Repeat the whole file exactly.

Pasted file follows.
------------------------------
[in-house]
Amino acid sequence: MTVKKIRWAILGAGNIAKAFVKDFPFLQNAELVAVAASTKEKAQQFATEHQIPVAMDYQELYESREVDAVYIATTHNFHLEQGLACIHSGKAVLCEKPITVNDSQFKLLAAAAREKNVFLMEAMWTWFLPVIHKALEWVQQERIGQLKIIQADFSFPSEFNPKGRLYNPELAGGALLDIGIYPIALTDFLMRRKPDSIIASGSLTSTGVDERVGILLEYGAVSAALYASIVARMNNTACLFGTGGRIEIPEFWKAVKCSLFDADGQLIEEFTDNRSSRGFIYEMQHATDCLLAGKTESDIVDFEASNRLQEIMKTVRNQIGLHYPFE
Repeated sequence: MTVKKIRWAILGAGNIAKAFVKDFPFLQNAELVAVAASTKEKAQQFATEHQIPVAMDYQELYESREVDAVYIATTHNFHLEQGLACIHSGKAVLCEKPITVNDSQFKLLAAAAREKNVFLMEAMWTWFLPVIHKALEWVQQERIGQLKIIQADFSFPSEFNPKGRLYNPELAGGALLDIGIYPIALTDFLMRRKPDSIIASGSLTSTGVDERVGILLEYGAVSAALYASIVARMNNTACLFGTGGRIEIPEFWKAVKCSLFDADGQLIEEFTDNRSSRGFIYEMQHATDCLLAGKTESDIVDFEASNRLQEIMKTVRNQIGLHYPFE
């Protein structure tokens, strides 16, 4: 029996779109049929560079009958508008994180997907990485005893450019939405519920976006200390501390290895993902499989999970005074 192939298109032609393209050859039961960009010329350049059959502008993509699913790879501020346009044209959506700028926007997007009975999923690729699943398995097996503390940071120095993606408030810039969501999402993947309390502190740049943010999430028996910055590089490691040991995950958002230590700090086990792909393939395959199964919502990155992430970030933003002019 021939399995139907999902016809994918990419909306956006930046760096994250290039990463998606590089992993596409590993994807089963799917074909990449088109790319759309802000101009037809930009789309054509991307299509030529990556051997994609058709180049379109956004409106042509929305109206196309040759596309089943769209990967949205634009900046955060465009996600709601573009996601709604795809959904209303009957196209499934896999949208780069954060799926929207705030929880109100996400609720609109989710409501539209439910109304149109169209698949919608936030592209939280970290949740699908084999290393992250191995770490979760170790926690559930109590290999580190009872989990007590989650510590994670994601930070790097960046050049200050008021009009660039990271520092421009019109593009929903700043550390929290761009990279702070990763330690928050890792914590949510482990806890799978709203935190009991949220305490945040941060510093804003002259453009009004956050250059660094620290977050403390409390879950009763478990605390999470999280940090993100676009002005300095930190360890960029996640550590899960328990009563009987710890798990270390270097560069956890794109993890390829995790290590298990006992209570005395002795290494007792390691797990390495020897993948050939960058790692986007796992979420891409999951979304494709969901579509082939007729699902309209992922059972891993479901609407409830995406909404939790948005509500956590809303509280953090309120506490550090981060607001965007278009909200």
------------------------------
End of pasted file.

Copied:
[in-house]
Amino acid sequence: MTVKKIRWAILGAGNIAKAFVKDFPFLQNAELVAVAASTKEKAQQFATEHQIPVAMDYQELYESREVDAVYIATTHNFHLEQGLACIHSGKAVLCEKPITVNDSQFKLLAAAAREKNVFLMEAMWTWFLPVIHKALEWVQQERIGQLKIIQADFSFPSEFNPKGRLYNPELAGGALLDIGIYPIALTDFLMRRKPDSIIASGSLTSTGVDERVGILLEYGAVSAALYASIVARMNNTACLFGTGGRIEIPEFWKAVKCSLFDADGQLIEEFTDNRSSRGFIYEMQHATDCLLAGKTESDIVDFEASNRLQEIMKTVRNQIGLHYPFE
Repeated sequence: MTVKKIRWAILGAGNIAKAFVKDFPFLQNAELVAVAASTKEKAQQFATEHQIPVAMDYQELYESREVDAVYIATTHNFHLEQGLACIHSGKAVLCEKPITVNDSQFKLLAAAAREKNVFLMEAMWTWFLPVIHKALEWVQQERIGQLKIIQADFSFPSEFNPKGRLYNPELAGGALLDIGIYPIALTDFLMRRKPDSIIASGSLTSTGVDERVGILLEYGAVSAALYASIVARMNNTACLFGTGGRIEIPEFWKAVKCSLFDADGQLIEEFTDNRSSRGFIYEMQHATDCLLAGKTESDIVDFEASNRLQEIMKTVRNQIGLHYPFE
């Protein structure tokens, strides 16, 4: 029996779109049929560079009958508008994180997907990485005893450019939405519920976006200390501390290895993902499989999970005074 192939298109032609393209050859039961960009010329350049059959502008993509699913790879501020346009044209959506700028926007997007009975999923690729699943398995097996503390940071120095993606408030810039969501999402993947309390502190740049943010999430028996910055590089490691040991995950958002230590700090086990792909393939395959199964919502990155992430970030933003002019 021939399995139907999902016809994918990419909306956006930046760096994250290039990463998606590089992993596409590993994807089963799917074909990449088109790319759309802000101009037809930009789309054509991307299509030529990556051997994609058709180049379109956004409106042509929305109206196309040759596309089943769209990967949205634009900046955060465009996600709601573009996601709604795809959904209303009957196209499934896999949208780069954060799926929207705030929880109100996400609720609109989710409501539209439910109304149109169209698949919608936030592209939280970290949740699908084999290393992250191995770490979760170790926690559930109590290999580190009872989990007590989650510590994670994601930070790097960046050049200050008021009009660039990271520092421009019109593009929903700043550390929290761009990279702070990763330690928050890792914590949510482990806890799978709203935190009991949220305490945040941060510093804003002259453009009004956050250059660094620290977050403390409390879950009763478990605390999470999280940090993100676009002005300095930190360890960029996640550590899960328990009563009987710890798990270390270097560069956890794109993890390829995790290590298990006992209570005395002795290494007792390691797990390495020897993948050939960058790692986007796992979420891409999951979304494709969901579509082939007729699902309209992922059972891993479901609407409830995406909404939790948005509500956590809303509280953090309120506490550090981060607001965007278009909200």